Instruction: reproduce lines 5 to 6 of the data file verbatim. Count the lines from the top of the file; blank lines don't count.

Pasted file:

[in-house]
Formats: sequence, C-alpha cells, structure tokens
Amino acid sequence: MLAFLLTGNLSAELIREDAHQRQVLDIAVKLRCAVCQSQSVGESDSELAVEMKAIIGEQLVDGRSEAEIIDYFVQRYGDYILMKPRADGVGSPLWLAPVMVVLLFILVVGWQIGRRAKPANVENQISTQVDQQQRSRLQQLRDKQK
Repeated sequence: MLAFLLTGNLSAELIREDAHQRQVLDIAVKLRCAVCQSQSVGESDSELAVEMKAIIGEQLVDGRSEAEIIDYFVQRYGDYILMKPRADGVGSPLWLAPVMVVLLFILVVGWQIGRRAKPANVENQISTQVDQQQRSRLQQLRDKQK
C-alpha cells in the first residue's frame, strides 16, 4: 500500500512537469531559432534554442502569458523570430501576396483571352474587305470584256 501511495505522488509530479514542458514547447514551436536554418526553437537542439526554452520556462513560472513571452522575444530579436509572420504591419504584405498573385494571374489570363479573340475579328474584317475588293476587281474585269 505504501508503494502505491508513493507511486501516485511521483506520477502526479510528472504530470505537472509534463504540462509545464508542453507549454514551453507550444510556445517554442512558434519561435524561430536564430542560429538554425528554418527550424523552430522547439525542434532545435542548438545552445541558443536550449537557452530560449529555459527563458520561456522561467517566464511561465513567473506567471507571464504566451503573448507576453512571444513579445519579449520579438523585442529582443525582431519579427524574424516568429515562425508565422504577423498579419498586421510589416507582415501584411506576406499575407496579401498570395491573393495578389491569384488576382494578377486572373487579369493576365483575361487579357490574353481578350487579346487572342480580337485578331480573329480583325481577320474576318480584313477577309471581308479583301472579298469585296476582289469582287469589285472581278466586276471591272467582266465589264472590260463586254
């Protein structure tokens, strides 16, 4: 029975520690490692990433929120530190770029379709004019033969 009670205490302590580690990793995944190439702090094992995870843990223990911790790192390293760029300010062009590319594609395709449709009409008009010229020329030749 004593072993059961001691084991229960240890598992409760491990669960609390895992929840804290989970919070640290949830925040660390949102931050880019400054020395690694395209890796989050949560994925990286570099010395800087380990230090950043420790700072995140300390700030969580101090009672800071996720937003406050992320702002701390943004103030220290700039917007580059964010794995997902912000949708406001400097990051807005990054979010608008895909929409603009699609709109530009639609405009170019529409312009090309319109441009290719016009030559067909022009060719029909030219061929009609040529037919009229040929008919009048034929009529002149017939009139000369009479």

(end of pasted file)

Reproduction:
C-alpha cells in the first residue's frame, strides 16, 4: 500500500512537469531559432534554442502569458523570430501576396483571352474587305470584256 501511495505522488509530479514542458514547447514551436536554418526553437537542439526554452520556462513560472513571452522575444530579436509572420504591419504584405498573385494571374489570363479573340475579328474584317475588293476587281474585269 505504501508503494502505491508513493507511486501516485511521483506520477502526479510528472504530470505537472509534463504540462509545464508542453507549454514551453507550444510556445517554442512558434519561435524561430536564430542560429538554425528554418527550424523552430522547439525542434532545435542548438545552445541558443536550449537557452530560449529555459527563458520561456522561467517566464511561465513567473506567471507571464504566451503573448507576453512571444513579445519579449520579438523585442529582443525582431519579427524574424516568429515562425508565422504577423498579419498586421510589416507582415501584411506576406499575407496579401498570395491573393495578389491569384488576382494578377486572373487579369493576365483575361487579357490574353481578350487579346487572342480580337485578331480573329480583325481577320474576318480584313477577309471581308479583301472579298469585296476582289469582287469589285472581278466586276471591272467582266465589264472590260463586254
């Protein structure tokens, strides 16, 4: 029975520690490692990433929120530190770029379709004019033969 009670205490302590580690990793995944190439702090094992995870843990223990911790790192390293760029300010062009590319594609395709449709009409008009010229020329030749 004593072993059961001691084991229960240890598992409760491990669960609390895992929840804290989970919070640290949830925040660390949102931050880019400054020395690694395209890796989050949560994925990286570099010395800087380990230090950043420790700072995140300390700030969580101090009672800071996720937003406050992320702002701390943004103030220290700039917007580059964010794995997902912000949708406001400097990051807005990054979010608008895909929409603009699609709109530009639609405009170019529409312009090309319109441009290719016009030559067909022009060719029909030219061929009609040529037919009229040929008919009048034929009529002149017939009139000369009479």